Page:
8. #8
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    Reputation: bigfruits's Avatar
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    take your time and do plenty of research. buying a great bike the first time is a very good idea.

    i have never ridden the trails you mentioned.

    i would buy a frame with "all mountain" or "trail" geometry. this puts you a bit more upright than XC geometry and is just simply more fun and capable.130-160mm travel, short stem, wide handle bars, slack head tube.

    i agree with CannondaleF9 on the wheel sizing. i wouldnt get a 29r unless you are just doing XC trails (or if you were taller). test ride as much as you can!

    if i was in the market for a new trail bike i would want to test ride a santa cruz blur trc 275 and a norco sight killer b 275.

  9. #9
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    Good luck on picking the new bike! I found picking my first bike to be super stressful. I finally just went with a low cost entry level bike to get familiar with what I would want and decided to go from there. I sill own it, a Santa Cruz Heckler and I am actually pretty happy with it but I am not an aggressive rider either.. Also, find a good shop that will allow you to demo and pick up a copy of The Bible by Bike Magazine - they just released their issue with all the new reviews.

    I also have a Tarmac... high five on that one!

  10. #10
    1/2 fast or 1/2 assed?
    Reputation: Koppuh Klyde's Avatar
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    A lot of good answers here. One thing I'll add is to find a LBS (local bike shop) that you want to give your money to. Remember, you;ll have to go back for services and repairs if youre just getting into it (not wrenching your own bike.) You dont want to have to deal w/ a bunch of asshats who just want to suck your wallet dry.

    I say dress down (so you dont look like youre gonna blow $5K right now) and just browse ALL of your LBSs to find the one you like best. Also, look into the Beginner Forum Beginner's Corner - Mtbr Forums Theres a lot of good stuff to read there, especially on safety equipment and supplies youll want to take with you. Good luck!
    I'm a ******bag in real life so I dont have to be one on the interwebz.

  11. #11
    mtbr member
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    Intense Carbine or Tracer. Both available in 27.5.

    Turner Spot or Burner.

    Banshee Rune II or Prime.

    Well, that's what I'd get anyway LOL. Lots of great bikes out there.
    Check out my You Tube Channel

  12. #12
    mtbr member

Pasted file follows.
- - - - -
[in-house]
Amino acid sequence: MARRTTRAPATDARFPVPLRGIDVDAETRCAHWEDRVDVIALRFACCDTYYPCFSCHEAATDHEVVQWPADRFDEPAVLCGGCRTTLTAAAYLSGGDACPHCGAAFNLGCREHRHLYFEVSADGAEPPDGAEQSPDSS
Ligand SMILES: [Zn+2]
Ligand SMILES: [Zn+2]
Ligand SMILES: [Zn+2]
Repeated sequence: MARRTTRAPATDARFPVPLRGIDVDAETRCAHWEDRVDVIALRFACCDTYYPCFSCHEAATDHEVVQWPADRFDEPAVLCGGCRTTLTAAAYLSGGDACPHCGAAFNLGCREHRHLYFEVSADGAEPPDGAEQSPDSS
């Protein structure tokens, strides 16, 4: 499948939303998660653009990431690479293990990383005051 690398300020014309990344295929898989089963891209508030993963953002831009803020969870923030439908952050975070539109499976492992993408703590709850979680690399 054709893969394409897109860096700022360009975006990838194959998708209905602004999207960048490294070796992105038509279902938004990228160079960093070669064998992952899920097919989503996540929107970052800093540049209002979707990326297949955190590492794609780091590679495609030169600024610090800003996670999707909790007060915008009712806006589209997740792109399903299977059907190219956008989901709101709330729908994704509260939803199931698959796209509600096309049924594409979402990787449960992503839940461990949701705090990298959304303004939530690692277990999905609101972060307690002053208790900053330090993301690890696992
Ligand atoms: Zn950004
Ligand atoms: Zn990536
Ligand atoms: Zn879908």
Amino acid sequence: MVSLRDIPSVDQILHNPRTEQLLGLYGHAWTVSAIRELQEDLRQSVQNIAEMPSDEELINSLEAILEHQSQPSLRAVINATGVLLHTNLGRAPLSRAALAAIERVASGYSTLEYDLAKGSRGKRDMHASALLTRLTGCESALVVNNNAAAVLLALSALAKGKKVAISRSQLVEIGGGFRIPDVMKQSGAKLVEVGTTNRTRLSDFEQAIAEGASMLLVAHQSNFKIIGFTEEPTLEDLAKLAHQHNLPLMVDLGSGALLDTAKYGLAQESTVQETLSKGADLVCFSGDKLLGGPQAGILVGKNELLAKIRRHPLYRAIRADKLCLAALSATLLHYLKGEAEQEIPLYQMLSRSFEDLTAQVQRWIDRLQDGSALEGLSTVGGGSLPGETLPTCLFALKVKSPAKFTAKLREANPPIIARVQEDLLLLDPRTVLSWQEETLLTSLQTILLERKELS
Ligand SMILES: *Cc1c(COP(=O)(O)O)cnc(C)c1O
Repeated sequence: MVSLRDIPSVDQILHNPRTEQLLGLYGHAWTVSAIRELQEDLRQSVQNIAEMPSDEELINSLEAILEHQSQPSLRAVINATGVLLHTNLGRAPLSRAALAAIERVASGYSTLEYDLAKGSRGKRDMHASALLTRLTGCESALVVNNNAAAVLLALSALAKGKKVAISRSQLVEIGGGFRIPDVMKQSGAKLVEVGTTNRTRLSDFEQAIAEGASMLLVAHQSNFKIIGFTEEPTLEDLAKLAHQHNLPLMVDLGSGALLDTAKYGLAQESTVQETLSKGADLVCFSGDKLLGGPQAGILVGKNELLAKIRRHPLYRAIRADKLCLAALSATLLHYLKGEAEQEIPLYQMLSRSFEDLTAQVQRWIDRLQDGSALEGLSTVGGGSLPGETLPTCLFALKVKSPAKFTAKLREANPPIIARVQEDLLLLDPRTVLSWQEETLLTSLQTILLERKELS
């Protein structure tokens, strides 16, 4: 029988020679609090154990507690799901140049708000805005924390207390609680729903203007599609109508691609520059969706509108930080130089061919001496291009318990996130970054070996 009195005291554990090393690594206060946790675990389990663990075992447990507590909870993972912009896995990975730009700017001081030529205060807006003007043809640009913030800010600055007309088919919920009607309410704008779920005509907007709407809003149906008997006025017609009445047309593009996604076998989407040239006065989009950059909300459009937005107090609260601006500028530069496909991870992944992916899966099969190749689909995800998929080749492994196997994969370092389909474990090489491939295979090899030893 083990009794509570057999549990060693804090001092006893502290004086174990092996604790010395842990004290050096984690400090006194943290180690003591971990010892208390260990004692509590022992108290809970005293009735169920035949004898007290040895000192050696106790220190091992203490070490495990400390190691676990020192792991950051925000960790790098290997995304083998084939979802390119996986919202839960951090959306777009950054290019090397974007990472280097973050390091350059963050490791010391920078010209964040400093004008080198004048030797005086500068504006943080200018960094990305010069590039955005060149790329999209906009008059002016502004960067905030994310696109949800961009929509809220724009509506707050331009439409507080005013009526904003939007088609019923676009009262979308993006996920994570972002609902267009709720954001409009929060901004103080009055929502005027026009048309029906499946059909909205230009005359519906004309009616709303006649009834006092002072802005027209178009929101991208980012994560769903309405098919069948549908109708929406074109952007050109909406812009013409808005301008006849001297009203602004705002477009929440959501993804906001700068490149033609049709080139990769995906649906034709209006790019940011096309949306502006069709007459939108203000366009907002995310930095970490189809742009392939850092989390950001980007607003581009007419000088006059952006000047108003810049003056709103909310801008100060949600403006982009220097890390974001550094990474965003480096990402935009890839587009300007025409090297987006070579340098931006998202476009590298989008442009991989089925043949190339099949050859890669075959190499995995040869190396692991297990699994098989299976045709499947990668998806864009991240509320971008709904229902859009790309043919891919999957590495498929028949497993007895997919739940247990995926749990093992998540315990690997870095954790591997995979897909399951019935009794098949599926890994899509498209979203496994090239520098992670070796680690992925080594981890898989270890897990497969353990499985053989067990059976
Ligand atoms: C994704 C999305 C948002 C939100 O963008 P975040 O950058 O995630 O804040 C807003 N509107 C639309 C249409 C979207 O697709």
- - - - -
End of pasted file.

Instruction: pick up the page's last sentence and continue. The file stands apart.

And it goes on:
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    If you are willing to give me $200, I'll give you 10 hours of my time as a personal mtb shopping assistant. It will be well worth it.

  13. #13
    Ariolimax columbianus
    Reputation: nativeson's Avatar
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    29er forked geared hardtail. Used giant glory, used nomad two forks? I've ridden annadel and china camp on my hardtails and had great times. Don't do N* but It seems like you'd have better Craigslist luck gettin a used dh bike.

    Really depends what you like better on the more xc rides around the bay area. Some crazy online deals for new 29ers though.

  14. #14
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    They should delete threads such as this when the OP doesn't return for his free solicited advice...

  15. #15
    gobsmacked Moderator
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    Quote Originally Posted by danhasdrums View Post
    If you are willing to give me $200, I'll give you 10 hours of my time as a personal mtb shopping assistant. It will be well worth it.
    Quote Originally Posted by danhasdrums View Post
    They should delete threads such as this when the OP doesn't return for his free solicited advice...
    Totally. I found your advice the most helpful.

  16. #16
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    Quote Originally Posted by danhasdrums View Post
    They should delete threads such as this when the OP doesn't return for his free solicited advice...
    Or maybe stick it in the beginners forum where it belongs?
    Bikes, lots'o bikes

  17. #17
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    Just got a 2013 stumpjumper evo 29er and couldn't be happier. Highly recommended While it is a hardtail, it's comes with great components and slight ridged ride makes carving more fun.
    Specialized Stumpjumper Evo 29er - "Bike 'Til You Barf!"

  18. #18
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    If you are currently a roadie then a 29er hard tail might be a good way to transition to the trails. Someone mentioned Specialized EVOs -- those are really nice bikes and the SJ HT in aluminum is a bargain for what you get while the carbon version looks like a bike that could make any racer happy (it's rigid though).
    If you don't mind spending the money then select a frame and build or have built for you a custom bike. You pay more than for off-the-rack but get exactly what you want. Niner frame, Shimano brakes, SRAM drivetrain, Stan's wheels, Fox fork etc. YUM! Of course that presumes that you do the research to find out what you want.